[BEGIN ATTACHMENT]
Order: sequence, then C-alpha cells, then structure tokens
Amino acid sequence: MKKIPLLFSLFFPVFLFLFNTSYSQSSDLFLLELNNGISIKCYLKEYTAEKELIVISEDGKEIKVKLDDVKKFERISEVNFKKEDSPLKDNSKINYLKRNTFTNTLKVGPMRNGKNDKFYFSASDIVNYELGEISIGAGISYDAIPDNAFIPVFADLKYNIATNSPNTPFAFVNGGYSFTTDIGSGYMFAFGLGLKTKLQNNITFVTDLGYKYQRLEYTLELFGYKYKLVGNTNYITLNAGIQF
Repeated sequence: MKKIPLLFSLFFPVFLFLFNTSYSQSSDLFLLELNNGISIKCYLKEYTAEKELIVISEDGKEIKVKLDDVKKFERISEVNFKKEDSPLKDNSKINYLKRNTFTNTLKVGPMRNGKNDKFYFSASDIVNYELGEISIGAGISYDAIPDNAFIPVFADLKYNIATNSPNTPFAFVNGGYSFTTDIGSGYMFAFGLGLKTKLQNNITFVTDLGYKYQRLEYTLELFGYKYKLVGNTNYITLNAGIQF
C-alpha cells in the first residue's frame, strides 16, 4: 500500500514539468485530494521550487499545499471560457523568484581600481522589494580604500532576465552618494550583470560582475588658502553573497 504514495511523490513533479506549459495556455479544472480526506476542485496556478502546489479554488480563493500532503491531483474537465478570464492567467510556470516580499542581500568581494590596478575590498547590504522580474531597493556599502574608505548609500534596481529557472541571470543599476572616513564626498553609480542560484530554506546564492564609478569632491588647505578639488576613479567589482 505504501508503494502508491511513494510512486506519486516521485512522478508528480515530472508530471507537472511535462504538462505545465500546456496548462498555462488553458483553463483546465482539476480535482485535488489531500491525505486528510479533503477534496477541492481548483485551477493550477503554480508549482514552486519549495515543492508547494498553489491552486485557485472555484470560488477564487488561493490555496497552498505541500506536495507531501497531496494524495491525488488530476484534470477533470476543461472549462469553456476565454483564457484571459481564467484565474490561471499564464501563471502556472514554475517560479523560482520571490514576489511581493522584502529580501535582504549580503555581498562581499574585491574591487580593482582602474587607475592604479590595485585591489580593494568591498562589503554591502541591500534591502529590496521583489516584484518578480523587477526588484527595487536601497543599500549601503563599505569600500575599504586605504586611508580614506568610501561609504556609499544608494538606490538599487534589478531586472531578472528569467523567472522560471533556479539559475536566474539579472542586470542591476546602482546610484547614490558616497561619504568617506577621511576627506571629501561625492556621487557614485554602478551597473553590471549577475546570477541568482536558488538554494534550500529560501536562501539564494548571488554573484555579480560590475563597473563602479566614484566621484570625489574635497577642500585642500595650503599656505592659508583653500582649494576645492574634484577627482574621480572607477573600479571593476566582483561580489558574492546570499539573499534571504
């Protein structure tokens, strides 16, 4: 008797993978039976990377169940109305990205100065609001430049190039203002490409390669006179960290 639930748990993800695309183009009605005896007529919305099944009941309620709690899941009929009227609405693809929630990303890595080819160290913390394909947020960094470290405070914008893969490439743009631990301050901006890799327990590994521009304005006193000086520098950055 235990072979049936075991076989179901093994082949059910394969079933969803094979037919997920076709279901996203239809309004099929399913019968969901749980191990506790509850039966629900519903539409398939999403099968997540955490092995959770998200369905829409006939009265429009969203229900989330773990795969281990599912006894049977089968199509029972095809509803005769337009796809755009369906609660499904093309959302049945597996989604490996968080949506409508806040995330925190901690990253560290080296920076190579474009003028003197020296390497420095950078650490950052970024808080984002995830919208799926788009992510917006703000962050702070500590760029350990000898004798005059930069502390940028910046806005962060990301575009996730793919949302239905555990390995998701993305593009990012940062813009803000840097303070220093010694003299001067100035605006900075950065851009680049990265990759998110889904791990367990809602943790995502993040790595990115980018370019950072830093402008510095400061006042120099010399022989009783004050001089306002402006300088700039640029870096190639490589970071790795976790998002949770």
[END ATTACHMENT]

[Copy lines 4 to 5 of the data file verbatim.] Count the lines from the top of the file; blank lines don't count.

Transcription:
C-alpha cells in the first residue's frame, strides 16, 4: 500500500514539468485530494521550487499545499471560457523568484581600481522589494580604500532576465552618494550583470560582475588658502553573497 504514495511523490513533479506549459495556455479544472480526506476542485496556478502546489479554488480563493500532503491531483474537465478570464492567467510556470516580499542581500568581494590596478575590498547590504522580474531597493556599502574608505548609500534596481529557472541571470543599476572616513564626498553609480542560484530554506546564492564609478569632491588647505578639488576613479567589482 505504501508503494502508491511513494510512486506519486516521485512522478508528480515530472508530471507537472511535462504538462505545465500546456496548462498555462488553458483553463483546465482539476480535482485535488489531500491525505486528510479533503477534496477541492481548483485551477493550477503554480508549482514552486519549495515543492508547494498553489491552486485557485472555484470560488477564487488561493490555496497552498505541500506536495507531501497531496494524495491525488488530476484534470477533470476543461472549462469553456476565454483564457484571459481564467484565474490561471499564464501563471502556472514554475517560479523560482520571490514576489511581493522584502529580501535582504549580503555581498562581499574585491574591487580593482582602474587607475592604479590595485585591489580593494568591498562589503554591502541591500534591502529590496521583489516584484518578480523587477526588484527595487536601497543599500549601503563599505569600500575599504586605504586611508580614506568610501561609504556609499544608494538606490538599487534589478531586472531578472528569467523567472522560471533556479539559475536566474539579472542586470542591476546602482546610484547614490558616497561619504568617506577621511576627506571629501561625492556621487557614485554602478551597473553590471549577475546570477541568482536558488538554494534550500529560501536562501539564494548571488554573484555579480560590475563597473563602479566614484566621484570625489574635497577642500585642500595650503599656505592659508583653500582649494576645492574634484577627482574621480572607477573600479571593476566582483561580489558574492546570499539573499534571504
């Protein structure tokens, strides 16, 4: 008797993978039976990377169940109305990205100065609001430049190039203002490409390669006179960290 639930748990993800695309183009009605005896007529919305099944009941309620709690899941009929009227609405693809929630990303890595080819160290913390394909947020960094470290405070914008893969490439743009631990301050901006890799327990590994521009304005006193000086520098950055 235990072979049936075991076989179901093994082949059910394969079933969803094979037919997920076709279901996203239809309004099929399913019968969901749980191990506790509850039966629900519903539409398939999403099968997540955490092995959770998200369905829409006939009265429009969203229900989330773990795969281990599912006894049977089968199509029972095809509803005769337009796809755009369906609660499904093309959302049945597996989604490996968080949506409508806040995330925190901690990253560290080296920076190579474009003028003197020296390497420095950078650490950052970024808080984002995830919208799926788009992510917006703000962050702070500590760029350990000898004798005059930069502390940028910046806005962060990301575009996730793919949302239905555990390995998701993305593009990012940062813009803000840097303070220093010694003299001067100035605006900075950065851009680049990265990759998110889904791990367990809602943790995502993040790595990115980018370019950072830093402008510095400061006042120099010399022989009783004050001089306002402006300088700039640029870096190639490589970071790795976790998002949770």